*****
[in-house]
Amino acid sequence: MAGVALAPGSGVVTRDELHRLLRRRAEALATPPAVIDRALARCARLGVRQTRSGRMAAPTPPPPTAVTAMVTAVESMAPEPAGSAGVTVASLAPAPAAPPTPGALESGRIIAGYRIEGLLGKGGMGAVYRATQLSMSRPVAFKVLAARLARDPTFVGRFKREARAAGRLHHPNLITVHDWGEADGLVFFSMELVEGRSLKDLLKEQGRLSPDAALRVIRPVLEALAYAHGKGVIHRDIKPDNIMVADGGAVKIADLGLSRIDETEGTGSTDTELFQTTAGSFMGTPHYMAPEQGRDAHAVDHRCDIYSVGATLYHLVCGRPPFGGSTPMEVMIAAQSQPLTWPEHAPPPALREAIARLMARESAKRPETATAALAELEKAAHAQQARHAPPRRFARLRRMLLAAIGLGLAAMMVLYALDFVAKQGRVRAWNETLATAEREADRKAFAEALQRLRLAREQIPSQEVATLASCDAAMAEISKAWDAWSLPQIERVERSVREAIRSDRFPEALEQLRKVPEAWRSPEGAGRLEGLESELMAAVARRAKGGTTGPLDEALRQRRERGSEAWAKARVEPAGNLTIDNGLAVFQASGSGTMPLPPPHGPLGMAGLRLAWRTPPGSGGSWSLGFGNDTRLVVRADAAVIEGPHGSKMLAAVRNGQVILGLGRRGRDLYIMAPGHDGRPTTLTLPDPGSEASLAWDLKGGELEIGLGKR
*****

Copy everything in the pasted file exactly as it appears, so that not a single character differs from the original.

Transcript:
[in-house]
Amino acid sequence: MAGVALAPGSGVVTRDELHRLLRRRAEALATPPAVIDRALARCARLGVRQTRSGRMAAPTPPPPTAVTAMVTAVESMAPEPAGSAGVTVASLAPAPAAPPTPGALESGRIIAGYRIEGLLGKGGMGAVYRATQLSMSRPVAFKVLAARLARDPTFVGRFKREARAAGRLHHPNLITVHDWGEADGLVFFSMELVEGRSLKDLLKEQGRLSPDAALRVIRPVLEALAYAHGKGVIHRDIKPDNIMVADGGAVKIADLGLSRIDETEGTGSTDTELFQTTAGSFMGTPHYMAPEQGRDAHAVDHRCDIYSVGATLYHLVCGRPPFGGSTPMEVMIAAQSQPLTWPEHAPPPALREAIARLMARESAKRPETATAALAELEKAAHAQQARHAPPRRFARLRRMLLAAIGLGLAAMMVLYALDFVAKQGRVRAWNETLATAEREADRKAFAEALQRLRLAREQIPSQEVATLASCDAAMAEISKAWDAWSLPQIERVERSVREAIRSDRFPEALEQLRKVPEAWRSPEGAGRLEGLESELMAAVARRAKGGTTGPLDEALRQRRERGSEAWAKARVEPAGNLTIDNGLAVFQASGSGTMPLPPPHGPLGMAGLRLAWRTPPGSGGSWSLGFGNDTRLVVRADAAVIEGPHGSKMLAAVRNGQVILGLGRRGRDLYIMAPGHDGRPTTLTLPDPGSEASLAWDLKGGELEIGLGKR